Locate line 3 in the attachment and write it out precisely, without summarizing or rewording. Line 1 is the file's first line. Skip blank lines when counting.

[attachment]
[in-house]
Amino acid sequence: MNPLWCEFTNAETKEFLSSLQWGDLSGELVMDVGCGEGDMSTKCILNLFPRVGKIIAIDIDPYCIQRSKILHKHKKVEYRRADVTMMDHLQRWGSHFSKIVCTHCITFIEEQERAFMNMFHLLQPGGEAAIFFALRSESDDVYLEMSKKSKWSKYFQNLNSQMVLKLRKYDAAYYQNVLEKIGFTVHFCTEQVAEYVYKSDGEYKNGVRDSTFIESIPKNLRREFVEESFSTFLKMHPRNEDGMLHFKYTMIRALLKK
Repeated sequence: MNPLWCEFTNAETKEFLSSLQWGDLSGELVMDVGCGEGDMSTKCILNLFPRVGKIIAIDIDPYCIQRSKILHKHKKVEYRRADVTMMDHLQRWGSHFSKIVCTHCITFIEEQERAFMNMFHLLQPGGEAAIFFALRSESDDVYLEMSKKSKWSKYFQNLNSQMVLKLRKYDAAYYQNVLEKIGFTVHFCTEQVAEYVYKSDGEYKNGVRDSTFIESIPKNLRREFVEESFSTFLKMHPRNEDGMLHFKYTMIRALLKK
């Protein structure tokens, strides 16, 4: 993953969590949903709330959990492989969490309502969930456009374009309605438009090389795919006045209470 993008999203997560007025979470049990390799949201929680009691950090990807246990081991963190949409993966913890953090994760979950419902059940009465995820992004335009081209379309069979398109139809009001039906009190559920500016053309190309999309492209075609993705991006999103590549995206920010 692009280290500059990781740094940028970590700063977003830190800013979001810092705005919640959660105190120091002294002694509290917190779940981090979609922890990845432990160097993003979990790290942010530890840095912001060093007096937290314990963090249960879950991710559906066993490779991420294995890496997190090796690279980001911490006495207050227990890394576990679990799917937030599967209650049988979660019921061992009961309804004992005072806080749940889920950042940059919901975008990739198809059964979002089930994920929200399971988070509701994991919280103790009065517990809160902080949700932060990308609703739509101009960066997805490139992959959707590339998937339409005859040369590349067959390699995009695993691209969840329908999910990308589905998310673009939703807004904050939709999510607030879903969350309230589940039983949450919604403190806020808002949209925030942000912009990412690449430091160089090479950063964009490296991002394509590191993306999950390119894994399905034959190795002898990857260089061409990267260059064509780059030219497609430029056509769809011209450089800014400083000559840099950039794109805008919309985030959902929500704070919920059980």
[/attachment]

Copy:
Repeated sequence: MNPLWCEFTNAETKEFLSSLQWGDLSGELVMDVGCGEGDMSTKCILNLFPRVGKIIAIDIDPYCIQRSKILHKHKKVEYRRADVTMMDHLQRWGSHFSKIVCTHCITFIEEQERAFMNMFHLLQPGGEAAIFFALRSESDDVYLEMSKKSKWSKYFQNLNSQMVLKLRKYDAAYYQNVLEKIGFTVHFCTEQVAEYVYKSDGEYKNGVRDSTFIESIPKNLRREFVEESFSTFLKMHPRNEDGMLHFKYTMIRALLKK